An LLC formation checklist is a list of things that need to be completed when forming a limited liability company (LLC).
A limited liability company delivers limited liability protection and tax options for small businesses.
To make starting a limited liability company (LLC) easy for you, we have created a list of make LLC formation checklists.
This LLC business formation checklist covers the necessary steps you need to take when forming your new limited liability company.
What is an LLC
An LLC (Limited Liability Company) is a type of company in the United States that allows its owners to limit their personal liability for any debts incurred by the company. It also provides protection against lawsuits filed by third parties.
How to Form an LLC
You have to consider and work towards this To-do list when forming an LLC
Below, you will find the tasks you must complete as you plan to set up your LLC business.
When starting a limited liability company, you need to:
- Create A Business Plan
- Choose a business name
- Get a registered agent
- Submit Your Articles of Organization
- Create an operating agreement
- Get an Employer Identification Number
Create A Business Plan
The first thing to do on the LLC formation checklist is create a business plan.
This is because the business plan will explain your vision and mission for the company.
It will also state the purpose and the values you want it to uphold.
Choose Your Business Name and Structure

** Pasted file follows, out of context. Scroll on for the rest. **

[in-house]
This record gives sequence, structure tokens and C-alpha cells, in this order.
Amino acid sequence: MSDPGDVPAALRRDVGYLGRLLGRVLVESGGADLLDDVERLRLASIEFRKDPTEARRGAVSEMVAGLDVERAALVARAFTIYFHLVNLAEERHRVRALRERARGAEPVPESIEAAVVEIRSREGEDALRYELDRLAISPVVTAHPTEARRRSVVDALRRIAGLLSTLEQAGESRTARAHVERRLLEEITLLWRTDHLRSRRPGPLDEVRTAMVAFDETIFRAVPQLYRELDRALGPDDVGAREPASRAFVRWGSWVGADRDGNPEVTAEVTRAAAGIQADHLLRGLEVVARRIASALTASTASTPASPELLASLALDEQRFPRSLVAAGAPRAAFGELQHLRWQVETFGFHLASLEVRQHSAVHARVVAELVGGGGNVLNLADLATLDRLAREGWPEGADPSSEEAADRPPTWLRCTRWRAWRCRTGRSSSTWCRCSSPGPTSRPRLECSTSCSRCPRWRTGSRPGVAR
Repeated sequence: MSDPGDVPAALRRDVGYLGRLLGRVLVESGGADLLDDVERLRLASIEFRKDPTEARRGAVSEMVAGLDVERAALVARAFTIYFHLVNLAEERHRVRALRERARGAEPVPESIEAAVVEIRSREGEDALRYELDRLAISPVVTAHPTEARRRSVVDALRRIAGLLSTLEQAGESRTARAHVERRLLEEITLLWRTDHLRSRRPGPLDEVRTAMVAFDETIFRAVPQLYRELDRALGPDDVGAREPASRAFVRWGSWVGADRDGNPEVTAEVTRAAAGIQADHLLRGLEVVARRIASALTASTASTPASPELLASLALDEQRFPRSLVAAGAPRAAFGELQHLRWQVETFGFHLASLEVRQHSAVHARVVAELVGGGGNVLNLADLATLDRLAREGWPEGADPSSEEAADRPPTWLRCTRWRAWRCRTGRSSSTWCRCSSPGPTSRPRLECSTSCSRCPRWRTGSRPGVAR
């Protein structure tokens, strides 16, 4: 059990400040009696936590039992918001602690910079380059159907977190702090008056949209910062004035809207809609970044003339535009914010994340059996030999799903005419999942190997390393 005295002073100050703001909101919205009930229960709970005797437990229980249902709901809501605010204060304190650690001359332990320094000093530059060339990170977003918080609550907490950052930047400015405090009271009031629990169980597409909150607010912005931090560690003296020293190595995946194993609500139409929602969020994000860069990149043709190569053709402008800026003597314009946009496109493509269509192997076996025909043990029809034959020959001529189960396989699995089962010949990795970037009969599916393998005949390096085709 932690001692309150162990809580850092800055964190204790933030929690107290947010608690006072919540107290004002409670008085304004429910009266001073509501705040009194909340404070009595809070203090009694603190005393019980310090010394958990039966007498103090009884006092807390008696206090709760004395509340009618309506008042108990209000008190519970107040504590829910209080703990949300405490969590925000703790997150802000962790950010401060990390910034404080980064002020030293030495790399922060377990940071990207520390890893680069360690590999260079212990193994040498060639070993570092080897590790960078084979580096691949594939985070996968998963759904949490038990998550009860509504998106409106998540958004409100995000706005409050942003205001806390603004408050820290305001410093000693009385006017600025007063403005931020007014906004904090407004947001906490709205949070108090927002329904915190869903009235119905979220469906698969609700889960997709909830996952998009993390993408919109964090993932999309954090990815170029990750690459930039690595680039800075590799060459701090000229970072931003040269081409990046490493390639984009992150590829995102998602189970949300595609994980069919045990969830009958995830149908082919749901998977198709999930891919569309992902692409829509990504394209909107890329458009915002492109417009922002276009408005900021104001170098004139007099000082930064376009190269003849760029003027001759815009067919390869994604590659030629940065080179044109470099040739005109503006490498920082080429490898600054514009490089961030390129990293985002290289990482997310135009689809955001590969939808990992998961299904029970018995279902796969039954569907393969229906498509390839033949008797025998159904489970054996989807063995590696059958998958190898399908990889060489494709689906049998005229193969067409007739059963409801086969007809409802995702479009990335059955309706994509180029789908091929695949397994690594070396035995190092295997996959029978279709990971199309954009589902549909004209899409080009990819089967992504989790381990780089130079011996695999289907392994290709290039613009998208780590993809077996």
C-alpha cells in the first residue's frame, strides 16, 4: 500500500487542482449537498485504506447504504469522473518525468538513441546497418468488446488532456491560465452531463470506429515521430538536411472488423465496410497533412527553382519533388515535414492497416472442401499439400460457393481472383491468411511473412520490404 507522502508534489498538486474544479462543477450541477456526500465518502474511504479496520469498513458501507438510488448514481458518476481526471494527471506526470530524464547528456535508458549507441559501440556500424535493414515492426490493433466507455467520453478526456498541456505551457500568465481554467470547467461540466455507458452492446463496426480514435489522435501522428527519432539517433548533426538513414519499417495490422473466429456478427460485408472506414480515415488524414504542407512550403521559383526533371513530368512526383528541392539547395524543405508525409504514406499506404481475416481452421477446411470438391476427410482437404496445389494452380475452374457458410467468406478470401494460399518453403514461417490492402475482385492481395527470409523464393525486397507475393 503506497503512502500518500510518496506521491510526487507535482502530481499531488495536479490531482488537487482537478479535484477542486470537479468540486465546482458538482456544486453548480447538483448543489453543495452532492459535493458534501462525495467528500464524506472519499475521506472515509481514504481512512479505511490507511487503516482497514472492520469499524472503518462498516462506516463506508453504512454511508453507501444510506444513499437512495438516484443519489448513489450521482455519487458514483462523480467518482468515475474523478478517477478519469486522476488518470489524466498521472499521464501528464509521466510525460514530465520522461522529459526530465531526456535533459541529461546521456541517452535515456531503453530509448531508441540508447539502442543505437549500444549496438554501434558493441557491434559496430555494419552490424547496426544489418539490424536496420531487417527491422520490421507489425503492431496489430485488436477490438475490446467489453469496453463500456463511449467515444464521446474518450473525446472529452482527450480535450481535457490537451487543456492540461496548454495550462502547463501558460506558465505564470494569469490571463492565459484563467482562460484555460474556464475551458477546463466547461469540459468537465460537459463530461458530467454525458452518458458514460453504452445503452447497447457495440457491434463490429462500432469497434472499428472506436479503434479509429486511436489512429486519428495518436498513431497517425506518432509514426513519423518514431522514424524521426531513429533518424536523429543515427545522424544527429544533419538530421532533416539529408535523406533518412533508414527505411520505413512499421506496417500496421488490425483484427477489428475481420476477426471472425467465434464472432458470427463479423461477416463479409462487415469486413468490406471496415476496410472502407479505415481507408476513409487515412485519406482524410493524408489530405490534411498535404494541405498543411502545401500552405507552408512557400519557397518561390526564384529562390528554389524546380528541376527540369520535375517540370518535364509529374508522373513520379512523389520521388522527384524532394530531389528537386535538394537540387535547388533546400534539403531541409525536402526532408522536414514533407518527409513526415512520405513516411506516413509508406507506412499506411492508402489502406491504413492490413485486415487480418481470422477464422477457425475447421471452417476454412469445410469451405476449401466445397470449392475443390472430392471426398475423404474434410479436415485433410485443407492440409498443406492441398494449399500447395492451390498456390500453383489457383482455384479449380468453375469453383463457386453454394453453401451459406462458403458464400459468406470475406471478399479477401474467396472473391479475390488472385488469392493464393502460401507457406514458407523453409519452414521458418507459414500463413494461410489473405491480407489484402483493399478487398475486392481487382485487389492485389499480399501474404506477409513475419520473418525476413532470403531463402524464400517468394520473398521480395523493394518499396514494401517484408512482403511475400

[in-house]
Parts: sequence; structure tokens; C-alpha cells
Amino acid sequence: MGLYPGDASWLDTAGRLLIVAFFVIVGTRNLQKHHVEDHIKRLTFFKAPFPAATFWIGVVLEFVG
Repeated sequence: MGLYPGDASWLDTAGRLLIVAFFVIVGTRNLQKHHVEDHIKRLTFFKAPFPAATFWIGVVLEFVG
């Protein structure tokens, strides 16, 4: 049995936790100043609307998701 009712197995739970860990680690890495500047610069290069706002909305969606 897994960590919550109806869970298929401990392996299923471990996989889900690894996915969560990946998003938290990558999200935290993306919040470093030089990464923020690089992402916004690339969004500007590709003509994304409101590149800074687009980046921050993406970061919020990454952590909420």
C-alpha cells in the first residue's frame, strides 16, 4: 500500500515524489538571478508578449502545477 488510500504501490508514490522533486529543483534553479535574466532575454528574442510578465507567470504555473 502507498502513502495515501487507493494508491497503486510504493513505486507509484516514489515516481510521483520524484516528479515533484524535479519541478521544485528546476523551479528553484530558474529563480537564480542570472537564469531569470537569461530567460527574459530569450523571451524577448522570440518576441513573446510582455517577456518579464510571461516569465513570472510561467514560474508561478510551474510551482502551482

Choosing a business name is an essential step on the LLC formation checklist.
There are four different types of businesses when it comes to legal structure, which include:
- Sole proprietorship
- Limited liability company (LLC)
- Corporation (C-corp or S-corp)
You need to be sure of the business structure you are forming.
Then you can now move to choose a suitable name for your business.
However, there are several things to remember when naming your business.
When choosing a name for your business, you need to:
- Consider a name that is easy to market: Short, descriptive, memorable, and easy to pronounce names should be your first goal.
- More so, your customers can easily figure out what your business does when they see the name.
- Make your name distinguishable from other registered business names.
- Consider getting a “Doing Business As” (DBA) to allow the business to operate under a different name than the legally registered one.
- Make sure your business name is not already available as a web domain.
Get Registered Agent
Starting a limited liability company in most states requires LLCs to have a registered agent. A registered agent is a business entity that accepts tax and legal documents on behalf of your business.
However, they are known as resident agents, statutory agents, or agents for service of process.
The business owner or other individual can be the registered agent if they meet the requirements below.
A registered agent must: